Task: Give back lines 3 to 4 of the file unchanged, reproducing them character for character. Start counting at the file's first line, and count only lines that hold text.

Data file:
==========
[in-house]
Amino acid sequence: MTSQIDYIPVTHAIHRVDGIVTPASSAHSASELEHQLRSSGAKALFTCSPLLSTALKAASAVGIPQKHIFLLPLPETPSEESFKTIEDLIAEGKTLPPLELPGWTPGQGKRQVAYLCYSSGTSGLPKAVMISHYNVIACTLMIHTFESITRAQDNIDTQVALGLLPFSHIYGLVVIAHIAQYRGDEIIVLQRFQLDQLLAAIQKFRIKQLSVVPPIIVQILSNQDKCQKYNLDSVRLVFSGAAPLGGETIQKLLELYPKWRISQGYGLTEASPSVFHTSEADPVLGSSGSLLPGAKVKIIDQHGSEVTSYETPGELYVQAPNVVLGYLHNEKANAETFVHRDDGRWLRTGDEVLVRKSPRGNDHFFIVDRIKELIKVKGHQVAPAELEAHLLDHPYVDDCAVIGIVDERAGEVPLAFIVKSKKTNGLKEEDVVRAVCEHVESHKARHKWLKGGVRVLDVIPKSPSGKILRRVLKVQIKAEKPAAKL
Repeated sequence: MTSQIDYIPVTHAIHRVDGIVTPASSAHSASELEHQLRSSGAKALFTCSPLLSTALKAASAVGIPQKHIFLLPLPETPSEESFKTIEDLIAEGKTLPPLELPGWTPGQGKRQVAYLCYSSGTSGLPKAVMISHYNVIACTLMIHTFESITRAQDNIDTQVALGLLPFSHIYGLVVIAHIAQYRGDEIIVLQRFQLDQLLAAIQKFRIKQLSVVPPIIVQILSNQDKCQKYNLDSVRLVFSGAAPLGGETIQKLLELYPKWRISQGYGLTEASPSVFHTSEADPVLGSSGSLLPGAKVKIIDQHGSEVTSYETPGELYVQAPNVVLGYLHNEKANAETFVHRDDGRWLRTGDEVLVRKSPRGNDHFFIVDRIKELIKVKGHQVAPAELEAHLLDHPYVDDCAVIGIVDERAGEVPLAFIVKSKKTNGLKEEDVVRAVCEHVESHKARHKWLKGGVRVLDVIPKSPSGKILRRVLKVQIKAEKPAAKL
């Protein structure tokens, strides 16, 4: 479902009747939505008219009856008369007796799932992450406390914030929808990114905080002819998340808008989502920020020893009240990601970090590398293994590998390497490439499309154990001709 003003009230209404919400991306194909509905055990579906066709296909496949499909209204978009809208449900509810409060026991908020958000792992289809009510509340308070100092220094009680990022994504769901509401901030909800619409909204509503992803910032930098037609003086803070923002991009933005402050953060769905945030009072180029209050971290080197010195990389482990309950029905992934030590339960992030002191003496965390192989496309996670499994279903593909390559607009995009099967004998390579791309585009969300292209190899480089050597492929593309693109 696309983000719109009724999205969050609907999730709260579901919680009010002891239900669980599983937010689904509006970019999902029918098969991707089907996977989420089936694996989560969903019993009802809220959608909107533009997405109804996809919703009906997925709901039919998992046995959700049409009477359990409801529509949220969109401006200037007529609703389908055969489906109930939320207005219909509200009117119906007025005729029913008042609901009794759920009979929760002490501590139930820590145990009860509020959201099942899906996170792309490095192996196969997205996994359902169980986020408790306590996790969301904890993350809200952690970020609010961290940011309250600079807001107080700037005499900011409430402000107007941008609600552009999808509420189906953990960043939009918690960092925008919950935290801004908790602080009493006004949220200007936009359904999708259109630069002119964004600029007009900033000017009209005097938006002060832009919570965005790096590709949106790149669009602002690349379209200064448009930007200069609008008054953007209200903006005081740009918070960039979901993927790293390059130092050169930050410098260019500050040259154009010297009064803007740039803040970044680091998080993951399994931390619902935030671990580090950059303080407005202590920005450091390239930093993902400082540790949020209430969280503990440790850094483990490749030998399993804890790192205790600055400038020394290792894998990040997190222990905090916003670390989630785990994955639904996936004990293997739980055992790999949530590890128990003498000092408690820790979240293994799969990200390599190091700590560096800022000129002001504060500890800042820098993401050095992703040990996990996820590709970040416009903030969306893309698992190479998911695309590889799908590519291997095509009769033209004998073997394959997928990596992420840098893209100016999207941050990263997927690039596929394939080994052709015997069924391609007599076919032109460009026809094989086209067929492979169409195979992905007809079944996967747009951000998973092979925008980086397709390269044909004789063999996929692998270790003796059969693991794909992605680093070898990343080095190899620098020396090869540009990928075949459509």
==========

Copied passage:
Repeated sequence: MTSQIDYIPVTHAIHRVDGIVTPASSAHSASELEHQLRSSGAKALFTCSPLLSTALKAASAVGIPQKHIFLLPLPETPSEESFKTIEDLIAEGKTLPPLELPGWTPGQGKRQVAYLCYSSGTSGLPKAVMISHYNVIACTLMIHTFESITRAQDNIDTQVALGLLPFSHIYGLVVIAHIAQYRGDEIIVLQRFQLDQLLAAIQKFRIKQLSVVPPIIVQILSNQDKCQKYNLDSVRLVFSGAAPLGGETIQKLLELYPKWRISQGYGLTEASPSVFHTSEADPVLGSSGSLLPGAKVKIIDQHGSEVTSYETPGELYVQAPNVVLGYLHNEKANAETFVHRDDGRWLRTGDEVLVRKSPRGNDHFFIVDRIKELIKVKGHQVAPAELEAHLLDHPYVDDCAVIGIVDERAGEVPLAFIVKSKKTNGLKEEDVVRAVCEHVESHKARHKWLKGGVRVLDVIPKSPSGKILRRVLKVQIKAEKPAAKL
């Protein structure tokens, strides 16, 4: 479902009747939505008219009856008369007796799932992450406390914030929808990114905080002819998340808008989502920020020893009240990601970090590398293994590998390497490439499309154990001709 003003009230209404919400991306194909509905055990579906066709296909496949499909209204978009809208449900509810409060026991908020958000792992289809009510509340308070100092220094009680990022994504769901509401901030909800619409909204509503992803910032930098037609003086803070923002991009933005402050953060769905945030009072180029209050971290080197010195990389482990309950029905992934030590339960992030002191003496965390192989496309996670499994279903593909390559607009995009099967004998390579791309585009969300292209190899480089050597492929593309693109 696309983000719109009724999205969050609907999730709260579901919680009010002891239900669980599983937010689904509006970019999902029918098969991707089907996977989420089936694996989560969903019993009802809220959608909107533009997405109804996809919703009906997925709901039919998992046995959700049409009477359990409801529509949220969109401006200037007529609703389908055969489906109930939320207005219909509200009117119906007025005729029913008042609901009794759920009979929760002490501590139930820590145990009860509020959201099942899906996170792309490095192996196969997205996994359902169980986020408790306590996790969301904890993350809200952690970020609010961290940011309250600079807001107080700037005499900011409430402000107007941008609600552009999808509420189906953990960043939009918690960092925008919950935290801004908790602080009493006004949220200007936009359904999708259109630069002119964004600029007009900033000017009209005097938006002060832009919570965005790096590709949106790149669009602002690349379209200064448009930007200069609008008054953007209200903006005081740009918070960039979901993927790293390059130092050169930050410098260019500050040259154009010297009064803007740039803040970044680091998080993951399994931390619902935030671990580090950059303080407005202590920005450091390239930093993902400082540790949020209430969280503990440790850094483990490749030998399993804890790192205790600055400038020394290792894998990040997190222990905090916003670390989630785990994955639904996936004990293997739980055992790999949530590890128990003498000092408690820790979240293994799969990200390599190091700590560096800022000129002001504060500890800042820098993401050095992703040990996990996820590709970040416009903030969306893309698992190479998911695309590889799908590519291997095509009769033209004998073997394959997928990596992420840098893209100016999207941050990263997927690039596929394939080994052709015997069924391609007599076919032109460009026809094989086209067929492979169409195979992905007809079944996967747009951000998973092979925008980086397709390269044909004789063999996929692998270790003796059969693991794909992605680093070898990343080095190899620098020396090869540009990928075949459509």